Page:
Here comes Peter Cottontail! Spring has finally sprung and now it’s almost time for Easter! This year, consider “greening” up your Easter traditions. Here are a few examples of how to keep all your favorite Easter items eco-friendly.
1. Baskets: Reuse the same baskets from last year. The Easter Bunny did this for me when I was little and it took me awhile to catch on. I will admit, I did reach a point where I started to really wonder when the Easter Bunny came back into the house to take back my basket for the next year. So, if you have suspicious little ones in your house, consider replacing the basket with something useful that encourages outdoor play – like a pail or bucket!
2. Plastic Eggs: I admit, I love the lure of brightly colored plastic eggs (okay fine, I like them because they usually have candy inside). But, if you’re going to go the plastic egg route, reuse these year-to-year as well. We all know plastic lasts forever so store them away after the holiday and bring them back out the next year.
3. Egg Replacements: Do you ever find yourself hating the part where you crack and eat your perfectly decorated eggs? Consider decorating something that you can keep around and reuse the next year! For example, take the kids on a hunt for egg-shaped rocks to color or make your own reusable eggs out of egg cartons, paper mache or even pine cones! (Mr. Google can help you figure out how to make those things!)
4. Still Want Eggs? Go Local: If you’re set on the real thing, buy eggs from a local farm. Buy Fresh, Buy Local: Hampton Roads lists these local farms for Easter egg orders:
- Full Quiver Farm, Suffolk, VA
- Gum Tree Farms, Chesapeake, VA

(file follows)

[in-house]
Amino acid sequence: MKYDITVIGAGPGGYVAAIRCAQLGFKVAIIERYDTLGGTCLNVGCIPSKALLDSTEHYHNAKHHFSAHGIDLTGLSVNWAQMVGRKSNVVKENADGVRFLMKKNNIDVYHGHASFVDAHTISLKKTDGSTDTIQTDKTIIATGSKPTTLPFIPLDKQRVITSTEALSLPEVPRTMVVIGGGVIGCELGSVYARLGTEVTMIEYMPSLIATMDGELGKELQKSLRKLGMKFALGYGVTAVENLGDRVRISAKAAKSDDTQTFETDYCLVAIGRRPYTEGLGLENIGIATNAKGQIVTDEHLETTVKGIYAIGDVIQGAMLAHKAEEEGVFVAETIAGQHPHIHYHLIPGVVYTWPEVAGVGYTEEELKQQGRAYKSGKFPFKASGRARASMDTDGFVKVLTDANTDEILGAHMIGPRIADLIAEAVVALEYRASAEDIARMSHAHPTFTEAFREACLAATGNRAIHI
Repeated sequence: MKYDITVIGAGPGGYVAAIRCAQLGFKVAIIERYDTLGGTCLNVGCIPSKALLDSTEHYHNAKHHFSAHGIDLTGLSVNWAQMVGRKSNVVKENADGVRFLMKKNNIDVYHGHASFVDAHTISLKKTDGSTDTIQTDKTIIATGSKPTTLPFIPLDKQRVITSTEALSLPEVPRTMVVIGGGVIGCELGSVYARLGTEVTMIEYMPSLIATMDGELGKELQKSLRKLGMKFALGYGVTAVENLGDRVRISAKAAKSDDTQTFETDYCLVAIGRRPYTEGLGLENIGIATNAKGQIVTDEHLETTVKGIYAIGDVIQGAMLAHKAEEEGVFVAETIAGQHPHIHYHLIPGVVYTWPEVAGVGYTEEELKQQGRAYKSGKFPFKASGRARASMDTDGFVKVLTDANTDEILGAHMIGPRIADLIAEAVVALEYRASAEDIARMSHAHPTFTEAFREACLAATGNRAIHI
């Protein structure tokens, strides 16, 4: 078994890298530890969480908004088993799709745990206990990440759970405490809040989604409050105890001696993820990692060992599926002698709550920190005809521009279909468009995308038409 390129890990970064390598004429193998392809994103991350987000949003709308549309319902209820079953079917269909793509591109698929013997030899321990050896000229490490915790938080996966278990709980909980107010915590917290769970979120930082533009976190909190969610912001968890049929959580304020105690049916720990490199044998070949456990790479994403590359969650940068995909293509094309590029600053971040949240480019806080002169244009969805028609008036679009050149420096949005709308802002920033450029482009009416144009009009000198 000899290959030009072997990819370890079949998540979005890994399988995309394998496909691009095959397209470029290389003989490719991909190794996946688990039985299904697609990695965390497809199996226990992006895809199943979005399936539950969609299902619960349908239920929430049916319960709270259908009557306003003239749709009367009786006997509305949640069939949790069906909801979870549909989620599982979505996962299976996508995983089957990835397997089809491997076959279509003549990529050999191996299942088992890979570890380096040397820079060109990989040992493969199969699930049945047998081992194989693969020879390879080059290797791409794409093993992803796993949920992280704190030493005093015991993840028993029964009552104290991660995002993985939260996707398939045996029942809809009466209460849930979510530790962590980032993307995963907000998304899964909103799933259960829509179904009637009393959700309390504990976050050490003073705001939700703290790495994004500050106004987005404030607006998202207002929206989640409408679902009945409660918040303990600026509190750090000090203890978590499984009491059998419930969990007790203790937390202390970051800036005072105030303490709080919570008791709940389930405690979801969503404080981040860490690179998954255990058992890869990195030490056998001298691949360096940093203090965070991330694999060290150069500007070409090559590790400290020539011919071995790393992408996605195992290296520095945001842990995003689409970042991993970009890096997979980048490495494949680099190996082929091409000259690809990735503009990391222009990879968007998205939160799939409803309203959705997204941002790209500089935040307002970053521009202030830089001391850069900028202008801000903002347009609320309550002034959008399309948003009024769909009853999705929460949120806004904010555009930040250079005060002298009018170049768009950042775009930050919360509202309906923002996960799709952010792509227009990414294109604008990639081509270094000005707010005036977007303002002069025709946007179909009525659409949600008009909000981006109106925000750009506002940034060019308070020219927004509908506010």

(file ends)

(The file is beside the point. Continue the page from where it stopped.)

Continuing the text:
- La Caridad Farm, Parksley, VA
- Lucky Duck Landing Farm, Virginia Beach, VA
- Pendulum Fine Meats, Norfolk, VA
- Pleasant Pasture Farm, Virginia Beach, VA
- Rainbow’s End Farm, Suffolk, VA
- Stoney’s Produce, Virginia Beach, VA
- Westside Produce and Provisions, Norfolk, VA
5. Egg Dye: If you plan to dye real eggs, forget the hazardous dyes you buy in the store. Make your own dye from natural ingredients! Things like spinach, blueberries, beets and grape juice can make beautiful dyes. (Again – consult Google for the directions…or Bing if that’s your thing!)
6. Easter Grass: This green stuff is so not worth it. Not only is it a useless form of plastic but it can actually be very dangerous to small children and pets. Replace it with shredded newspaper or magazines for a fun, recyclable alternative!
7. Treats: One word – Pinterest. If you’re not addicted to Pinterest then you are probably a lot more productive in life than I am but you are seriously missing out. Search “Eco-Friendly Easter” on Pinterest and just start pinning to your little heart’s content. Homemade candies, healthy alternatives, and super creative dessert ideas are in abundance. (I am totally going to try these carrot-shaped cupcakes!)